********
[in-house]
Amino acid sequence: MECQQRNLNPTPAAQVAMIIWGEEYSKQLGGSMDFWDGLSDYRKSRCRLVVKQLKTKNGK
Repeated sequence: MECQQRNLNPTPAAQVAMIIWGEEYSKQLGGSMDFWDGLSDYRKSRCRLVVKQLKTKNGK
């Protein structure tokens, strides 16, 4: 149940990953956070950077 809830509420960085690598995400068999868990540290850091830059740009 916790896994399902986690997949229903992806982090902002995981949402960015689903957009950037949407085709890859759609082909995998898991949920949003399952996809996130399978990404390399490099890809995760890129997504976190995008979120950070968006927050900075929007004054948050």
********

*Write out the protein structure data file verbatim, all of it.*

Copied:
[in-house]
Amino acid sequence: MECQQRNLNPTPAAQVAMIIWGEEYSKQLGGSMDFWDGLSDYRKSRCRLVVKQLKTKNGK
Repeated sequence: MECQQRNLNPTPAAQVAMIIWGEEYSKQLGGSMDFWDGLSDYRKSRCRLVVKQLKTKNGK
């Protein structure tokens, strides 16, 4: 149940990953956070950077 809830509420960085690598995400068999868990540290850091830059740009 916790896994399902986690997949229903992806982090902002995981949402960015689903957009950037949407085709890859759609082909995998898991949920949003399952996809996130399978990404390399490099890809995760890129997504976190995008979120950070968006927050900075929007004054948050």